Challenges of birth |

Challenges of birth

Connie Steiert
Special to the Daily

EAGLE – Other than being a bit small for her age, Cayla Woodworth is a typical 4-year-old girl. She’s looking forward to dancing the role of an absent-minded mouse at an upcoming dance class recital. She’s proud of her pink cowboy boots. She’s excited about celebrating Easter. A bystander wouldn’t guess that Cayla was a mere 1 pound 10.5 ounces at birth. Nor would an onlooker realize the role the March of Dimes played in that tiny infant’s fight to survive. For the third year in a row, Cayla’s grateful mom, Ann Woodworth of Eagle, will don her walking shoes and join the March of Dimes WalkAmerica marathon in Denver on April 29 to raise money to help combat premature births and birth defects. The event is the March of Dimes’ largest fundraiser, and Woodworth is seeking both participants and sponsors for the event.Every year, nearly 500,000 infants are born prematurely. The rate is rapidly growing, rising from 9.4 percent to 12.3 percent between 1981 and 2003. Today, one in eight babies will be born prematurely. Some won’t survive and others will have birth defects or health problem that could plague them all their lives. Breathing problemsOn the way from Eagle to Michigan to visit family, Woodworth, four months pregnant at the time, started feeling some discomfort. She didn’t think much about it – surely it was just the normal, occasional twinges and discomforts most pregnant women experience. After all, this was her second pregnancy, and her first daughter had been born big and healthy.”I wasn’t reading the signs,” Woodworth says now of the back pains and aches that turned out to be contractions. She was just 24 weeks along when her water broke. Cayla came a week later, born at a Michigan hospital.

Things were touch and go for Cayla as she fought for her life for much of the 15 weeks she spent in hospitals. It was a terrifying experience for Ann and her husband, Daryl.Eventually, the tiny baby girl grew strong enough to be transported to Presbyterian-St. Luke’s Hospital in Denver, where she stayed for another month. “We had a roller coaster ride there for a while,” Woodworth says.Among the many health problems that can face premature babies, Woodworth says, is coming into the world without enough of a vital substance in the lungs called surfactant. Basically the consistency of soap, surfactant keeps the air sacks in the lungs from sticking together. Without it, babies’ lungs may not open fully, causing great difficulty breathing.Cayla was given a medicine that mimics surfactant, enabling her to breathe with greater ease. “It’s the reason so many premature babies survive these days,” Woodworth says.Many other momsAs Cayla recovered, Woodworth researched the problem and found that the March of Dimes organization was one of the main contributors of funds for the research and development of synthetic surfactant. In fact, the organization played a significant role in creating the medicine Cayla received.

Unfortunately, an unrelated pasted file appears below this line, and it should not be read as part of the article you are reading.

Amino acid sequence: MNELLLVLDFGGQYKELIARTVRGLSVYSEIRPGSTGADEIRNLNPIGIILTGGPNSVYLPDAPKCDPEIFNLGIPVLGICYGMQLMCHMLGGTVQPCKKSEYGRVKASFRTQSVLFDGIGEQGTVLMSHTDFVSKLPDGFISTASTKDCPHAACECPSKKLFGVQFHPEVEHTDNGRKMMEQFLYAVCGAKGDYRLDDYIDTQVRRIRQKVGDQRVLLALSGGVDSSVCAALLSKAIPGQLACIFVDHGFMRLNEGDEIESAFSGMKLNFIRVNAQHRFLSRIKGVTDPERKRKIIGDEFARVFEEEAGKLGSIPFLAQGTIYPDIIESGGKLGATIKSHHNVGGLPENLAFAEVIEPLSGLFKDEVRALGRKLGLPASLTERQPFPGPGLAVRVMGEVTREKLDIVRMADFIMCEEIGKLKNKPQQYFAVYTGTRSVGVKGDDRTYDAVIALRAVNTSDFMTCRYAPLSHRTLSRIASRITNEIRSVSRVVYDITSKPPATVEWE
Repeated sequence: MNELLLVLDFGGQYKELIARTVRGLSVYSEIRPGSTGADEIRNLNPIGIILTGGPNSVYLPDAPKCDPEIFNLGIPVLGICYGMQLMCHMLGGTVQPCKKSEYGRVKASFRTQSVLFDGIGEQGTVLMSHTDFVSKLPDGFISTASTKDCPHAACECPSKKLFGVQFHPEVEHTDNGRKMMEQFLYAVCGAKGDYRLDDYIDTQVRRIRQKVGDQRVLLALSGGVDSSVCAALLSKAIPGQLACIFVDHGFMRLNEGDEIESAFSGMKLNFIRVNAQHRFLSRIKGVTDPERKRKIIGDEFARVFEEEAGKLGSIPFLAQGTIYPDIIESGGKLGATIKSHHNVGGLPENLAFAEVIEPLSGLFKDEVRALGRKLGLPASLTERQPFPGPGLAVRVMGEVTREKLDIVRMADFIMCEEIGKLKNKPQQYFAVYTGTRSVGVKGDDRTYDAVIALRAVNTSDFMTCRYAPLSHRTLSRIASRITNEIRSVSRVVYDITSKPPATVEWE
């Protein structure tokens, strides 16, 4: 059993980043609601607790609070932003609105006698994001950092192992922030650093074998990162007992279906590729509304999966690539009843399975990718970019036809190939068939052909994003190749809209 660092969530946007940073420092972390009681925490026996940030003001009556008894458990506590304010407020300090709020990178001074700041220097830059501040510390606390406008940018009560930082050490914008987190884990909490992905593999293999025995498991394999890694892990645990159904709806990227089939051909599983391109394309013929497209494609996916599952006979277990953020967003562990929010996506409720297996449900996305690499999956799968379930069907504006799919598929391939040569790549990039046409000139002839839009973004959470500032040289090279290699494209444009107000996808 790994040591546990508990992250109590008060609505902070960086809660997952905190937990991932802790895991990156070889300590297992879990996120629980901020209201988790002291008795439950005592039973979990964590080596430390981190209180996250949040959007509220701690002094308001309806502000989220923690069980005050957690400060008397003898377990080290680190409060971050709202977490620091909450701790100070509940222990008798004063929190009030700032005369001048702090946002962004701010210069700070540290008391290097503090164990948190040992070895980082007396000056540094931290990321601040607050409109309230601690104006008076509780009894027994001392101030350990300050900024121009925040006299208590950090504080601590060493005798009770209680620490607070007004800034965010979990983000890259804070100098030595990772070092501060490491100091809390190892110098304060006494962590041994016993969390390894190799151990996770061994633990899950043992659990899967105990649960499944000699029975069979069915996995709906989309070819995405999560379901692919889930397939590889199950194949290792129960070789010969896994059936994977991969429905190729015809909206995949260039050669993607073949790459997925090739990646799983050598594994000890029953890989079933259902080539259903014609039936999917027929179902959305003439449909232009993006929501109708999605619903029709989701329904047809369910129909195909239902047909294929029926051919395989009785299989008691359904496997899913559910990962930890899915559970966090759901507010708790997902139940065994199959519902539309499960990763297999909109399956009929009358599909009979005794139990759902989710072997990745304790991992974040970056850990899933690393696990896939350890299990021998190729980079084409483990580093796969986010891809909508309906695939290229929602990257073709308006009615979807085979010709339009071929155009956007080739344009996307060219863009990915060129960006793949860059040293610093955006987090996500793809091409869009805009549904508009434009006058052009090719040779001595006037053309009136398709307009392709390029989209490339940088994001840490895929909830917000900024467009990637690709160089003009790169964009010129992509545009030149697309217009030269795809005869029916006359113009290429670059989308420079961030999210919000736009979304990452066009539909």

The organization also funds research to combat birth defects and find treatments for other infant health problems.”It’s not just premature babies,” Woodworth says. “They are also trying to get information out to mother’s about how to take care of babies ahead of time.”So grateful was Woodworth for the health of her own daughter, she wanted to find a way to give back. March of Dimes seemed the logical place to start.For the past two years, Woodworth has done the 10k WalkAmerica on her own. The first year, she bumped into some of the very nurses who had taken care of Cayla at Presbyterian-St. Luke’s. They recognized her by the picture of Cayla that was printed on her T-shirt.”For me, that was a very emotional day,” Woodworth says . “So many people were there because of their babies.” One time, another woman from Eagle County, who’d also had a premature baby, joined her. “We had a great time,” says Woodworth. This year, however, she’d like to bring an entire contingent from Eagle County with her to Denver’s WalkAmerica. Last year, Woodworth raised $1,200 from her sponsorships. This year, her personal goal is to raise $2,000. A whole team from Eagle County, of course, could probably raise far more.For the past few weeks, Woodworth has been passing out flyers and putting up posters all over the valley.

“I know there are so many other moms out there who’ve had premature babies,” she states.==========================================The teamFor more information about Ann Woodworth’s Eagle County WalkAmerica Team contact her at 328-0565 or You can also visit raceWhat: WalkAmerica in Denver, March of Dimes largest fundraiser to help support infant health.

When: 9 a.m. kick-off time on April 29Where: Denver, Civic Center Park at 14th and BroadwayFor more information: or, Colorado

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